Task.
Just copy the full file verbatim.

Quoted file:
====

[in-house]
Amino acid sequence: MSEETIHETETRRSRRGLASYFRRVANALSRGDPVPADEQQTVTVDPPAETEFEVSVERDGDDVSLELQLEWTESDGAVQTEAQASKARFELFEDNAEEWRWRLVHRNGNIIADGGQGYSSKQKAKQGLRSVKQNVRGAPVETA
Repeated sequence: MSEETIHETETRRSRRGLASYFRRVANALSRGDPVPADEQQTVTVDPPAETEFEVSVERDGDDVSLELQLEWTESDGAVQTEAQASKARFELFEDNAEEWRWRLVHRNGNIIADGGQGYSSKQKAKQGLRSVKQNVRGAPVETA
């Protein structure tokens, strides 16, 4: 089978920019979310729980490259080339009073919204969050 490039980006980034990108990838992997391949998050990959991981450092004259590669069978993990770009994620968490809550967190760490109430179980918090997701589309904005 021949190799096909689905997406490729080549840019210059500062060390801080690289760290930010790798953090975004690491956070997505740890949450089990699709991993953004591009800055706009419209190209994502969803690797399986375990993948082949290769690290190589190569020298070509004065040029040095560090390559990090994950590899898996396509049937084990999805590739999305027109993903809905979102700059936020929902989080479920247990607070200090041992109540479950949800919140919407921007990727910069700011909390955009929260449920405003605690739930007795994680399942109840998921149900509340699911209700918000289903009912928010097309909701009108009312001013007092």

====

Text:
[in-house]
Amino acid sequence: MSEETIHETETRRSRRGLASYFRRVANALSRGDPVPADEQQTVTVDPPAETEFEVSVERDGDDVSLELQLEWTESDGAVQTEAQASKARFELFEDNAEEWRWRLVHRNGNIIADGGQGYSSKQKAKQGLRSVKQNVRGAPVETA
Repeated sequence: MSEETIHETETRRSRRGLASYFRRVANALSRGDPVPADEQQTVTVDPPAETEFEVSVERDGDDVSLELQLEWTESDGAVQTEAQASKARFELFEDNAEEWRWRLVHRNGNIIADGGQGYSSKQKAKQGLRSVKQNVRGAPVETA
């Protein structure tokens, strides 16, 4: 089978920019979310729980490259080339009073919204969050 490039980006980034990108990838992997391949998050990959991981450092004259590669069978993990770009994620968490809550967190760490109430179980918090997701589309904005 021949190799096909689905997406490729080549840019210059500062060390801080690289760290930010790798953090975004690491956070997505740890949450089990699709991993953004591009800055706009419209190209994502969803690797399986375990993948082949290769690290190589190569020298070509004065040029040095560090390559990090994950590899898996396509049937084990999805590739999305027109993903809905979102700059936020929902989080479920247990607070200090041992109540479950949800919140919407921007990727910069700011909390955009929260449920405003605690739930007795994680399942109840998921149900509340699911209700918000289903009912928010097309909701009108009312001013007092």